If John finally learns that he is in Amsterdam, he does not thereby learn a new fact—or so many philosophers would insist—he gains new knowledge of a fact that he already knew in a different way.
Qualia: The Knowledge Argument
Many authors accept the weaker version of the argument but reject the stronger one for the reason just sketched: These authors accept the first premise of both versions of the argument and the second premise of the first epiphenomenap as well, but they deny the second premise of the second version and insist that 2a does not imply 2b.
Others deny even the weaker version V1 and claim that Mary does not qulia any new propositional knowledge no new knowledge about something that is the case, no factual knowledge. To locate the different points of disagreement it jsckson helpful to formulate the stronger version of the argument more explicitly. Once C1 and C2 are accepted, there is obviously no way to avoid C3 which follows logically from the former two.
Moreover, is seems hard to deny that it is in principle possible to have complete physical knowledge about human color vision or about an appropriately chosen part thereof. If so, premise P1 should be accepted as an appropriate description of a legitimate thought experiment. To avoid the antimaterialist conclusion C3 the physicalist can a object against the inference from P1 to C1 a minority of philosophers have chosen this strategy, see Section 4.
The knowledge argument is often cited as one of those anti-physicalist qualia-based arguments that are supposed to justify property dualism. The above formulation, however, does not explicitly mention non-physical properties but only non-physical facts.
But the relation between the two claims is obvious. Friends of the knowledge argument will say that the facts at issue are non-physical because they involve the exemplification of non-physical properties e. It would be natural to define physical facts as those facts that can be expressed in this way. It is common to formulate Mary’s new knowledge in terms of Thomas Nagel’s famous locution of knowing what it’s like: Mary does not know while living in her black-and-white environment what it is like to see colors and she learns what it is like to see colors only after her release.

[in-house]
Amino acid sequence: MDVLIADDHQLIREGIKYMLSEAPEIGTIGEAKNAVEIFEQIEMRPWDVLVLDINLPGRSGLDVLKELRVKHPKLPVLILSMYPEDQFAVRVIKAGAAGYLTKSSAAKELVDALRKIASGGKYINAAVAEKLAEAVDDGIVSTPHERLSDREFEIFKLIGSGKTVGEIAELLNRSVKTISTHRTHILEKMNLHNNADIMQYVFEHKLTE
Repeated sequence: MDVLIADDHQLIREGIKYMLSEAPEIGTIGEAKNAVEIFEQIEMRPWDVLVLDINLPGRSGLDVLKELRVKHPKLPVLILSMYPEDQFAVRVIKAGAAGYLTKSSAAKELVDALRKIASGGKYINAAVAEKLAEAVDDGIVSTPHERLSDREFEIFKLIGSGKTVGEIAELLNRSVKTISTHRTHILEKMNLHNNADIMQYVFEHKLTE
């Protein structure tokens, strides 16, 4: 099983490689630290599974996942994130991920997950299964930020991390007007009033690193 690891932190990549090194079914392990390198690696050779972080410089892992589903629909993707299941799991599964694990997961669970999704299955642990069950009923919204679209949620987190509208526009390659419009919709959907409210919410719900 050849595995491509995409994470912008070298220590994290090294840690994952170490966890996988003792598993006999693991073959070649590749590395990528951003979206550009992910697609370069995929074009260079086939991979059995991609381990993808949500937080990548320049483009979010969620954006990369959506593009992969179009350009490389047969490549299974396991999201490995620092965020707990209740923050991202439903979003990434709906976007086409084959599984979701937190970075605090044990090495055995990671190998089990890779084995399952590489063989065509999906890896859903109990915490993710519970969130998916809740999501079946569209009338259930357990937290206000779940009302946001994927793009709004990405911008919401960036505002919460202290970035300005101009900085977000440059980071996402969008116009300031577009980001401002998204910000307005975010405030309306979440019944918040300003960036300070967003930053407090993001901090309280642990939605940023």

But this common way to put the point may lead to a confusion of a mere acquaintance with kinds of color experiences by having and remembering them and b knowledge about what kind of color experience other subjects have at a given occasion, and it may thereby lead to a failure to distinguish two steps of epistemic progress that Jackson’s Mary takes at once.
Like Mary, Marianna first at t 1 lives in a black and white environment.
Contrary to Mary at a later moment t 2 she gets acquainted with colors by seeing arbitrarily colored objects abstract paintings, red chairs, blue tables, etc. Marianna is therefore unable to relate the kinds of color experiences she now is acquainted with to what she already epiphenoemnal about them at t 1.
At t 2Marianna may wonder which of four slides a red, a blue, a green and a yellow slide appears to her in the color normal people experience when looking at the cloudless sky. At t 2 Marianna knows, in a sense, what it is like to have experiences of red, blue, etc. But she still lacks the relevant items of knowledge about what other people experience: Only at t 3when Marianna is finally released and sees the sky, does she gain this item of knowledge.